Aspetti psicoacustici e musicali en

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Harmony in music

Harmony, as the word itself suggests, indicates the fusion of three or more sounds (pitches) in a single musical entity, commonly called a “chord”. Different frequencies make different areas of the basilar membrane vibrate. If these frequencies are sufficiently distant (i.e. beyond their critical band), our ear can distinguish the individual pitches that make up a harmony, in the same way that our eye does with different shades of colours. Even more so, and this terrain is still partially unexplored, if different instruments execute different notes simultaneously, our ear has the "magic" ability to correctly assign harmonic partials to their respective fundamentals, allowing us to accurately distinguish and separate instrumental timbres.

The “colour” of harmony

Generally, even if we are barely trained to recognise agglomerates of frequencies and to treat them like mixtures of colours, each harmony has its characteristic morphology and a well-trained ear can easily distinguish a major triad from a minor one, an altered chord from a perfect one, a dissonant harmony from a consonant one; just as we can distinguish yellow from blue, or in an even more refined manner, carmine red from blood red. The metaphor of colours is not entirely unrelated because in both cases we are dealing with a perceptual-sensorial faculty and because artistic and cultural currents have historically supported parallels between painting and music. For example, if we think about canvases by Monet, we tend to naturally associate them with the music of Debussy that, far from being simply “descriptive”, reconstructs the same vague atmosphere, blurred edges and loss of sharpness that are typical of impressionistic painting within a peculiar musical syntax using timbre and harmony artifices.

Several chords of the tonal system
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Triade_maggiore.mp3

Major triad

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Triade_minore.mp3

Minor triad

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Settima_dominante.mp3

Perfect chord (dominant seventh)

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Settima_diminuita.mp3

Altered chord (diminished seventh)

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Triade_maggiore.mp3

Consonant chord (major triad)

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Nona_dominante.mp3

Dissonant chord (dominant ninth)

These considerations lead us to enlarge our field of research and open an important chapter regarding harmony and the creation of a harmonic syntax.

Creation of a harmonic syntax

As can be easily intuited, this topic deals with relating several aggregates of sounds according to a pre-established criterion in order to create an actual “discourse” that makes sense. Tonal language has accomplished this through a long, troubled historical process. Before going into more detail, remember that tonal syntax, being primarily of an occidental root and having originated through specific social and cultural conditions, is not the only one that exists or is possible. However, it is evident that, having “resisted” for so long without suffering problems, it is a particularly solid and effective language because it is based on theoretical laws that also fully respect psychoacoustics laws.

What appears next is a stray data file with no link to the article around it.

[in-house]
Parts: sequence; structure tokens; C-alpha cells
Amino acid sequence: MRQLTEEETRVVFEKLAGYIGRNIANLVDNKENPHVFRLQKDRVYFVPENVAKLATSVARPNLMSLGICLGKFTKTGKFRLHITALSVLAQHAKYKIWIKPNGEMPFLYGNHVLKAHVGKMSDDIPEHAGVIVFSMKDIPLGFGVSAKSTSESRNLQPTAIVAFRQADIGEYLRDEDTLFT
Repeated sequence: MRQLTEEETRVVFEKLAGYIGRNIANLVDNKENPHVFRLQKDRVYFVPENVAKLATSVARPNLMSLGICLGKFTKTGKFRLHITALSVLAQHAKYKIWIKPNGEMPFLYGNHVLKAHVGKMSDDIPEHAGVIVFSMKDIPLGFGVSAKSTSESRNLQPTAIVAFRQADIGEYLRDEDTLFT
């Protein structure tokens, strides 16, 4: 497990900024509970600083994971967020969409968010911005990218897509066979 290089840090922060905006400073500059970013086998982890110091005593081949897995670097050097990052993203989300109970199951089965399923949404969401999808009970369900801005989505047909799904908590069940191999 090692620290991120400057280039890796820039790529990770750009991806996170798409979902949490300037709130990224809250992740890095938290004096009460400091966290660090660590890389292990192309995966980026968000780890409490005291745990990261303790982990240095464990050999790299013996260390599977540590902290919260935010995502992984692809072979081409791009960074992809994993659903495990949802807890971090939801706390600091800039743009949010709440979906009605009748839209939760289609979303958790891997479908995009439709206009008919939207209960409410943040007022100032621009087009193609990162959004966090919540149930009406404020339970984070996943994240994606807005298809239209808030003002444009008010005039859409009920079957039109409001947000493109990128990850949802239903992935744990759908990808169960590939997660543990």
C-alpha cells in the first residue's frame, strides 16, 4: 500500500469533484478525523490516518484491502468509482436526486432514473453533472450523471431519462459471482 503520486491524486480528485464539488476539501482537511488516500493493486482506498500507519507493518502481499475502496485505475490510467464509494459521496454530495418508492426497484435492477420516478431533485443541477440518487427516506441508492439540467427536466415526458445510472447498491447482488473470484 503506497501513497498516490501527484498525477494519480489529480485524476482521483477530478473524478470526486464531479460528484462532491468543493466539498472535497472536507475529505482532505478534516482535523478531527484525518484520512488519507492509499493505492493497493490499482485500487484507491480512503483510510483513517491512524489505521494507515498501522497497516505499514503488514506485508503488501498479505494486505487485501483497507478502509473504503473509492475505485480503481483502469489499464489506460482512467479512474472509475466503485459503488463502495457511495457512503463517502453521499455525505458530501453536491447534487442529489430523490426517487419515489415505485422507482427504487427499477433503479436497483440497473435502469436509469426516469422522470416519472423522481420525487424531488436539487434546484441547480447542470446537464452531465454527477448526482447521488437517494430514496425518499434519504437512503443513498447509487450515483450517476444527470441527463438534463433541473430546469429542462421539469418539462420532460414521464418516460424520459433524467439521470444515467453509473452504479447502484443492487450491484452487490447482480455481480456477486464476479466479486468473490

Tonal language

Fundamentally, tonal harmonies are composed of sounds belonging to a series of harmonics (see Consonance and dissonance) and, therefore, possess a solid, “natural” foundation that also accounts for their perceptual pleasantness. If this “pleasantness” can be considered universally valid, the same conclusion cannot be drawn about the concatenation of multiple harmonic entities, a criterion that varies depending on historical era and geographic area of origin. The guideline shared by all these trends is the aspiring to a similarity with spoken language (and all the intonation variations that distinguish it including punctuation) and the incessant search of tension towards clearly final, stable harmonies. As tension is an eminently subjective parameter (or at least highly conditioned by the socio-cultural environment in which we live), each civilisation has developed their own way of displaying it.

Cadences and harmonic successions

In tonal music, the main attraction is the interval of the ascending fourth (or the equivalent of the descending fifth) and the related triads built on the two notes forming this interval. This simple concatenation is called perfect cadence, while the succession of more than three harmonies connected by the same degree of attraction gives rise to progression (of which here are some “artistic” examples: Winter from The Four Seasons by Antonio Vivaldi, two pieces by Schumann from Davidsbündlertänze and the 3rd movement of the Quartet with Piano in E♭)). Of course, the variety of harmonic successions is quite vast and it is even possible to “harmonise” the same melody in many different ways (as happens in Frederic Chopin's Mazurka op. 30 no. 2 or in the innumerable versions of the famous song White Christmas).

Perfect cadence
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Quarta_giusta.mp3

Ascending fourth

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Cadenza_perfetta.mp3

Perfect cadence

In-depth study and links

  • If you want to know more about the solid, "natural" foundation of tonal language as it developed in the occidental music, visit the page Physical and mathematical aspects.
  • On this page, we have often spoken about intervals between two notes; if you want to know more about musical scales, visit the page From sound to music.

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